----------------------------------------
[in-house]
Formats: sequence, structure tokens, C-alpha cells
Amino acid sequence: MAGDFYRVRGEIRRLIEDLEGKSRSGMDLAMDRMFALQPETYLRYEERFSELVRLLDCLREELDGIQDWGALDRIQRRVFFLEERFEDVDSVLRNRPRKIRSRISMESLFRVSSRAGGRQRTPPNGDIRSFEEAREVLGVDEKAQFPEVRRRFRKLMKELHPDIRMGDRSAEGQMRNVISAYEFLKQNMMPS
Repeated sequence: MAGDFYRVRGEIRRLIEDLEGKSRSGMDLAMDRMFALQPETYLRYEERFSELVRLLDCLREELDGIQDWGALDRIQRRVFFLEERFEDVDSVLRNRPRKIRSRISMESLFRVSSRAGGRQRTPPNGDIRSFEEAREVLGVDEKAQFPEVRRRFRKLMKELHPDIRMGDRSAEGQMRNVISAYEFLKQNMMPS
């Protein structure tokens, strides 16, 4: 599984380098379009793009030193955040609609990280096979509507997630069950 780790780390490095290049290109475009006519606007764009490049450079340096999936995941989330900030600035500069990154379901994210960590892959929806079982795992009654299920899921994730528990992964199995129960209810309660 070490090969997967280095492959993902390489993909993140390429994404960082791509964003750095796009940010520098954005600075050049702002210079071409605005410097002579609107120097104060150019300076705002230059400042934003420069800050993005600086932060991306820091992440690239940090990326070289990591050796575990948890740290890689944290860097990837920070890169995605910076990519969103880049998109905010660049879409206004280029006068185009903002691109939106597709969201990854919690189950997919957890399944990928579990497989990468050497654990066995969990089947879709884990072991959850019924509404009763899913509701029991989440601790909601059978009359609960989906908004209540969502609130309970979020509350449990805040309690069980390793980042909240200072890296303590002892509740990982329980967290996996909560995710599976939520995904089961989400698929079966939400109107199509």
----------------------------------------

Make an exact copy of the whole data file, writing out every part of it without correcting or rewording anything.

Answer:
[in-house]
Formats: sequence, structure tokens, C-alpha cells
Amino acid sequence: MAGDFYRVRGEIRRLIEDLEGKSRSGMDLAMDRMFALQPETYLRYEERFSELVRLLDCLREELDGIQDWGALDRIQRRVFFLEERFEDVDSVLRNRPRKIRSRISMESLFRVSSRAGGRQRTPPNGDIRSFEEAREVLGVDEKAQFPEVRRRFRKLMKELHPDIRMGDRSAEGQMRNVISAYEFLKQNMMPS
Repeated sequence: MAGDFYRVRGEIRRLIEDLEGKSRSGMDLAMDRMFALQPETYLRYEERFSELVRLLDCLREELDGIQDWGALDRIQRRVFFLEERFEDVDSVLRNRPRKIRSRISMESLFRVSSRAGGRQRTPPNGDIRSFEEAREVLGVDEKAQFPEVRRRFRKLMKELHPDIRMGDRSAEGQMRNVISAYEFLKQNMMPS
């Protein structure tokens, strides 16, 4: 599984380098379009793009030193955040609609990280096979509507997630069950 780790780390490095290049290109475009006519606007764009490049450079340096999936995941989330900030600035500069990154379901994210960590892959929806079982795992009654299920899921994730528990992964199995129960209810309660 070490090969997967280095492959993902390489993909993140390429994404960082791509964003750095796009940010520098954005600075050049702002210079071409605005410097002579609107120097104060150019300076705002230059400042934003420069800050993005600086932060991306820091992440690239940090990326070289990591050796575990948890740290890689944290860097990837920070890169995605910076990519969103880049998109905010660049879409206004280029006068185009903002691109939106597709969201990854919690189950997919957890399944990928579990497989990468050497654990066995969990089947879709884990072991959850019924509404009763899913509701029991989440601790909601059978009359609960989906908004209540969502609130309970979020509350449990805040309690069980390793980042909240200072890296303590002892509740990982329980967290996996909560995710599976939520995904089961989400698929079966939400109107199509």